By Elaine and Steve O'Brien
April 10, 2009
Clotheslines were once a natural part of our nation's landscape. But as postwar baby-boomers embraced labor-saving appliances in the 1950s, clotheslines came to be seen as 'flags of poverty," linked with people who couldn't afford a dryer.
Since the 1970's clotheslines have been banned by development restrictions in most U.S. states. According to Project Laundry List, 60 million people live in 300,000 "association governed" communities nationwide, most of which restrict outdoor drying. Condominium and homeowners' groups say they have the right to ban practices that drag down property values, and clotheslines top the list.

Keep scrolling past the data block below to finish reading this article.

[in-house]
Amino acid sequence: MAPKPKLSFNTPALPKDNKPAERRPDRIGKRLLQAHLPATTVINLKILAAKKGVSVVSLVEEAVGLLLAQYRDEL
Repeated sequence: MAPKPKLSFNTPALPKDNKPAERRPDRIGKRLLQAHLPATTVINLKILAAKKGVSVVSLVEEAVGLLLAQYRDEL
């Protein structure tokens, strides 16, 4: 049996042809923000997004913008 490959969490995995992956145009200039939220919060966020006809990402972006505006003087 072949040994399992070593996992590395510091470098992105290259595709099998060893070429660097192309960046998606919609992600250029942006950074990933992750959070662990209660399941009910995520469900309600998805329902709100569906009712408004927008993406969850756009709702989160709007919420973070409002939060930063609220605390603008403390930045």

How does it stack up energy-wise?
Clothesline advocates in several states have launched "Right to Dry" movements.
"It is ridiculous to be so worried about looking at your neighbors' underwear that you would prevent them from conserving energy," said Vermont Sen.Dick McCormack.
So many of us tend to look toward federal and state governments to make laws that reduce energy waste, and to manufacturers to make better products.
It falls to each of us to change
our behaviors to reduce energy usage in our daily lives. One
of the simplest solutions is right in our own back yard.
Received April 07, 2009 - Published April 10, 2009
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